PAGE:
Yet dive a bit deeper into this “affective” (or emotional) neuroscience, and some political lessons about human nature begin to loom large.

For all the fizzing cultural creativity of our species, it says, we still have a deep drive – whether in our bodily or social systems – that yearns for stability. Primary emotions usually indicate what we should recoil from (fear, anger, disgust) and stretch towards (play, care, curiosity), on our way to achieving homeostasis (Damasio prefers the term “homeodynamic” for humans).

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But we know there are super-smart political operators, hawking their services from regime to regime at the moment. Their new political territory is the triggering and unsettling of these ancient emotions.

Indeed, you can directly read the Brexit slogans as a gaming of the deep human requirement for homeostasis. “Take back control” offers an angry moment of reclaiming power from a greater, destabilising authority. “Get Brexit done” then promises to restore stability to all the turbulence that was unleashed. Rinse and repeat.

This raises a question that me and many others have been rather gloomily asking ourselves. Does the indy case have to descend into these psychological trenches? Do we have to deploy messaging that destabilises and restabilises, blends aversion and attraction, just as skilfully as our opponents?

I don’t know the answer here – and it may be worth some more focused research. But from the perspective of Damasio’s work, at least, we might give Sturgeon’s steady-as-we-go approach more credit than it sometimes gets (from the more impatient of us).

What might it mean, as Sturgeon said yesterday, to respond to Johnson’s “goading”, by saying “when they go low, we go high” (a Hillary Clinton quote, which prompted a long burst of applause from the audience on yesterday morning)?

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Well, what it might mean, neurosocially, is to treat people like well-written fiction, rather than triggerable animals. Speaking of No voters on the turn to indy, Sturgeon urged yesterday that “we must show that we understand the complexity of the issues they grapple with. And that for many, emotions will be mixed”. How novelistic …

Conversation is the FM’s suggested tool – but I wonder whether the indy movement is as skilled in that as it needs to be. Simple rules of thumb like “listen twice as much as you speak” can be picked up – but there are fascinating initiatives (for example, Eddy Canfor-Dumas’s book The Talking Revolution) that can feed into activist practice.

In The Strange Order Of Things, Damasio’s response to populist manipulation was, I thought, a little obvious. We need deeper and wider forms of education, he urges – tools that keep us extending beyond our implicitly conservative needs to establish balance and coherence.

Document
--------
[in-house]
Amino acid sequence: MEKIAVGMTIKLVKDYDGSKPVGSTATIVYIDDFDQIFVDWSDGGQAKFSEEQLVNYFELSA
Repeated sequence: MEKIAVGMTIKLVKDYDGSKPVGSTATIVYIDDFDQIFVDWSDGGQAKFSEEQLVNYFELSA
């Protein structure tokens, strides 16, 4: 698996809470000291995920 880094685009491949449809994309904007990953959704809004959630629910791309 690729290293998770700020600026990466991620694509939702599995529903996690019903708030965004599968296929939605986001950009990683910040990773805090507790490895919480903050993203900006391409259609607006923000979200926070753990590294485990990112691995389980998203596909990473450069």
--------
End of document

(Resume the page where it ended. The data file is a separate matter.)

However, it may fit perfectly for this wee spot on the planet. Is a Scotland that is manifestly and continually deepening its understanding of itself, through mass higher education and a sophisticated cultural life, the best resistance to evolution-gaming button-pressers like Dominic Cummings? Maybe, to some degree, in the long term.

But Damasio also talks of culture’s “as-if” nature – imagining selves, situations, past/present/future, so we can occupy those positions and feel what it’s like to stand in those shoes.

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So I would hope, in the next few months of campaigning, that we begin to crank up the “as-if” possibilities for what a future independent Scotland would feel like. This has been a constant urging of Common Weal for many years – let’s see if these “New Scotland” papers cut it.

A great favourite of Sturgeon, the crime writer Val McDermid, has just released a book full of such as-ifs called Imagine A Country. Indeed, there are no shortage of Scottish imagineers around.

But I suggest that Sturgeon needs to be as formally bold in her envisioning of indy as many of the novelists that she enjoys and admires.

The end of A Scots Quair will do as a prompt. Euan Tavendale pulls on his boots to join an unemployed march, and his mother reflects: “That was the best deliverance of all, as she saw it, sitting there, quiet. That change will rule the earth and the sky and the waters underneath the earth.”